When trying to explain the recent rise of the social innovation/unconference by saying something to the effect that ‘its about getting a group of people together to create shared solutions to social problems’ – I was met with the response:
“Isn’t that what political parties are for…?”
This is a bloody good question. Yes, of course that is what political parties are supposed to be for, but has our common perception of what a party is/does now lost sight of that focus on fellowship in problem solving and collective action for the greater social good? Surely parties are for arguing, combat and infighting – not problem solving…?
It seems that people now increasingly think of political parties as not being applicable to their own lives. Is this a question of party political structure that needs revitalising from the inside out, or a far wider reaching issue connected to social trends at work in society at large, such as the relentless rise of the single issue politics and individualism?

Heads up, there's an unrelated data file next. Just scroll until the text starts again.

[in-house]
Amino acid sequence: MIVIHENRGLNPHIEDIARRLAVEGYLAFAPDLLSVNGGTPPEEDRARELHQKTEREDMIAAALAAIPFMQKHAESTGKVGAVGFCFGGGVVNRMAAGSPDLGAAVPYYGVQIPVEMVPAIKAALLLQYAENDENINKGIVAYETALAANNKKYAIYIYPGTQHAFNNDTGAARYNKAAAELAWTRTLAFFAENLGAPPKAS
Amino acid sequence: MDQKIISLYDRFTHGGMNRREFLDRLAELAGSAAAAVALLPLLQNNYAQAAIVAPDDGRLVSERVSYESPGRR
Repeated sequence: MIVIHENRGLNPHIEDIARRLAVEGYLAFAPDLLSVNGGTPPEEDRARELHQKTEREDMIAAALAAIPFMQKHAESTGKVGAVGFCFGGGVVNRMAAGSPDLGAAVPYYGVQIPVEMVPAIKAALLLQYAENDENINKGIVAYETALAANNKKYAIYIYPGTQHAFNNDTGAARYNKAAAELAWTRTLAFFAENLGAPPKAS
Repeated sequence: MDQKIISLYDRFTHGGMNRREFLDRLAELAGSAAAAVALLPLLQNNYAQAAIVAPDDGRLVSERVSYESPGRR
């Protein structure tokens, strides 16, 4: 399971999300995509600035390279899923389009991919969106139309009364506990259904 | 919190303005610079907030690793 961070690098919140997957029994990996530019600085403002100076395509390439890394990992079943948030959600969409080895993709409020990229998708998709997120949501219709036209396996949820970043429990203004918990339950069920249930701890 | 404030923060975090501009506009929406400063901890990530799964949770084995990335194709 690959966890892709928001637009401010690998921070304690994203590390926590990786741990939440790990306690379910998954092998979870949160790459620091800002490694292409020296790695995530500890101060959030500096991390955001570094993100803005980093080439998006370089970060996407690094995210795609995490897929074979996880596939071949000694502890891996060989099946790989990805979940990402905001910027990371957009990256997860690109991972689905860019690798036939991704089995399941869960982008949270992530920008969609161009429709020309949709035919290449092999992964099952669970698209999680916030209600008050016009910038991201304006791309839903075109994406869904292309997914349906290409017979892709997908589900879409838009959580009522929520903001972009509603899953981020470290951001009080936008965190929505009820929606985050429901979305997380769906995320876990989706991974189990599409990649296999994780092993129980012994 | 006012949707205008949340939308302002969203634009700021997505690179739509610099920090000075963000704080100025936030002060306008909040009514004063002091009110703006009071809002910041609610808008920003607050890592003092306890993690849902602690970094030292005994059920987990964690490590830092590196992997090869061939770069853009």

Whatever the preceise nature of the problem, it is clear that parties cannot carry on the way they are as membership dwindles ever further. So what would the parties of the future look like and what can they learn from social innovation style problem-solving models and ways of working?
(I can’t resist saying it) – What would PartyPolitics 2.0 actually look like, and would an innovative social approach be any better than a traditional route to renewal?